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‘I WANT TO FEEL SAFE’: Shocked Ireland shuts up over murdered young woman

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DUBLIN – Thousands of people fell silent during candlelight vigils in cities across Ireland on Friday in memory of a young jogger killed in broad daylight, in what activists called a “defining moment” in the appeal to end violence against women.

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Ashling Murphy was killed in her home town of Tullamore in the Irish Midlands on Wednesday while exercising on a popular canal footbridge. Police say the attack on the 23-year-old teacher was likely random and the attacker remains at large.

The killing shocked the country and around 100 vigils were held across Ireland and Northern Ireland, including outside Dublin’s parliament where a minute’s silence was held at 4.30pm, close to when Murphy said been attacked.

“I’m sick of every time I hear a young woman being killed thinking ‘Oh my god, is this someone I know?’ There is a worldwide endemic of gender-based violence against women,” said Sally Anne McCarthy, a 25-year-old law student holding a homemade sign saying, “I want to feel safe.”

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“Poor Ashling probably ran out thinking ‘if I go out now, I’ll be home before dark.’ Me and every young woman are really sick of living our lives making all these behavioral changes just to feel safe. I shouldn’t have to live like this.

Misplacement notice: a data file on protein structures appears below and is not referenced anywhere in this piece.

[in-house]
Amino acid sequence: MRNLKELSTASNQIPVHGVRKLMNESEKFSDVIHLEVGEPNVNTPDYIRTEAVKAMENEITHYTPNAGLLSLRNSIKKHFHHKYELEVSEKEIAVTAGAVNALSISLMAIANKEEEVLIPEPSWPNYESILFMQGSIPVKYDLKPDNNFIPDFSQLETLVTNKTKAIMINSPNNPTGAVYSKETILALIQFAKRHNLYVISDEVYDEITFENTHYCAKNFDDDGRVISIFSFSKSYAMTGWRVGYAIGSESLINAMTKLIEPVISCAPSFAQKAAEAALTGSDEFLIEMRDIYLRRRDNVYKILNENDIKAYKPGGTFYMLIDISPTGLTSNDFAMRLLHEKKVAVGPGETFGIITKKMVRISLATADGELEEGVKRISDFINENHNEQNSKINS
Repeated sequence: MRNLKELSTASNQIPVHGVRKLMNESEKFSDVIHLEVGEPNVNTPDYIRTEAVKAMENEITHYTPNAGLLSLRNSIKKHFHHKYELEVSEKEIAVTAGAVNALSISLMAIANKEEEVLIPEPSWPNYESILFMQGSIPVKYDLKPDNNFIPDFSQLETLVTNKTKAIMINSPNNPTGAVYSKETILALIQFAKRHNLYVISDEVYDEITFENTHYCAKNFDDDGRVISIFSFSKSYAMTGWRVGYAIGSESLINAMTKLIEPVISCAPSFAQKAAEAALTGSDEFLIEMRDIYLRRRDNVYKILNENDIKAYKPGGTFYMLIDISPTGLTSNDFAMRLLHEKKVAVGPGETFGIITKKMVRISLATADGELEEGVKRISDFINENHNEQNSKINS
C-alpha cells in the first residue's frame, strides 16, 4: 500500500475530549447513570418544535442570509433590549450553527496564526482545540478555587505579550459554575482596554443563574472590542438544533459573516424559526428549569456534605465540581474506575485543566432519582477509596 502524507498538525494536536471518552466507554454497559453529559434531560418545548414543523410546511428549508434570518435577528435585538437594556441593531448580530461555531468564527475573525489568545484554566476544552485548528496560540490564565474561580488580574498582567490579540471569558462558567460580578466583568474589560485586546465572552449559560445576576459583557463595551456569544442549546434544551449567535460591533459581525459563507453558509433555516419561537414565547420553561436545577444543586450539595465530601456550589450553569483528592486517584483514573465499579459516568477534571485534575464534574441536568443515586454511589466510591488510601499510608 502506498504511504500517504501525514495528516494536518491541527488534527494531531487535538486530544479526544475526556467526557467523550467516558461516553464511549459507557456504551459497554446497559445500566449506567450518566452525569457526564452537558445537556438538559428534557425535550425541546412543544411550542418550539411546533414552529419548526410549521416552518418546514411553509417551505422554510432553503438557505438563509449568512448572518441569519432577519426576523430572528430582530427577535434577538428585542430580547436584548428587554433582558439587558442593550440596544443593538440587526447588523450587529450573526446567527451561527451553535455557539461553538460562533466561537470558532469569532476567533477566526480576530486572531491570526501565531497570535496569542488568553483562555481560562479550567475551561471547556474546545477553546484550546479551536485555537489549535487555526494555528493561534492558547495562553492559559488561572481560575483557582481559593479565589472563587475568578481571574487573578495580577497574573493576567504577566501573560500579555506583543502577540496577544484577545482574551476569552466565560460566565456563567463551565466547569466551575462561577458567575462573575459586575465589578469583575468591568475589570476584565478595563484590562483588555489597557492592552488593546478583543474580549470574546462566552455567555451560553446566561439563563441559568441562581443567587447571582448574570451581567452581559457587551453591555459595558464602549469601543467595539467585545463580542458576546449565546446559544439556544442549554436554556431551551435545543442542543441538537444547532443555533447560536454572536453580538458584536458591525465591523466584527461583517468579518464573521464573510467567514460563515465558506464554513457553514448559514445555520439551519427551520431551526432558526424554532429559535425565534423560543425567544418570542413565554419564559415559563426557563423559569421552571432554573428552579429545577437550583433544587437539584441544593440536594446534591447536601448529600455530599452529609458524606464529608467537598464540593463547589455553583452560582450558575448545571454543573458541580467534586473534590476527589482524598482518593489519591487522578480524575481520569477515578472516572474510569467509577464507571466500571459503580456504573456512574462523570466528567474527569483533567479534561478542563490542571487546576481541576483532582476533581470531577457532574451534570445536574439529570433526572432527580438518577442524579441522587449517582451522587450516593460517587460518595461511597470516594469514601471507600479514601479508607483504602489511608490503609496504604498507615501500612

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Others piled flowers outside the gates of parliament, where they were joined by politicians including Prime Minister Micheál Martin. Murphy was a musician and friends played traditional Irish music as large crowds remained silent for an hour and filled the nearby streets.

The head of the National Women’s Council, which organized the main vigil, said the anger “without a doubt” represented a watershed moment in the campaign to end male violence against women.

Martin said the government had worked over the past year on a national strategy on domestic, sexual and gender-based violence, the centerpiece of which is zero tolerance for violence against women.

“There is a culture in our society that creates the conditions in which violence against women happens and happens all too frequently,” Deputy Prime Minister Leo Varadkar added, saying the country was “in shock. “of murder.

“As men, we have a special responsibility to understand the factors that lead to attitudes of violence against women and to teach our boys and teenagers what is right and what is wrong.”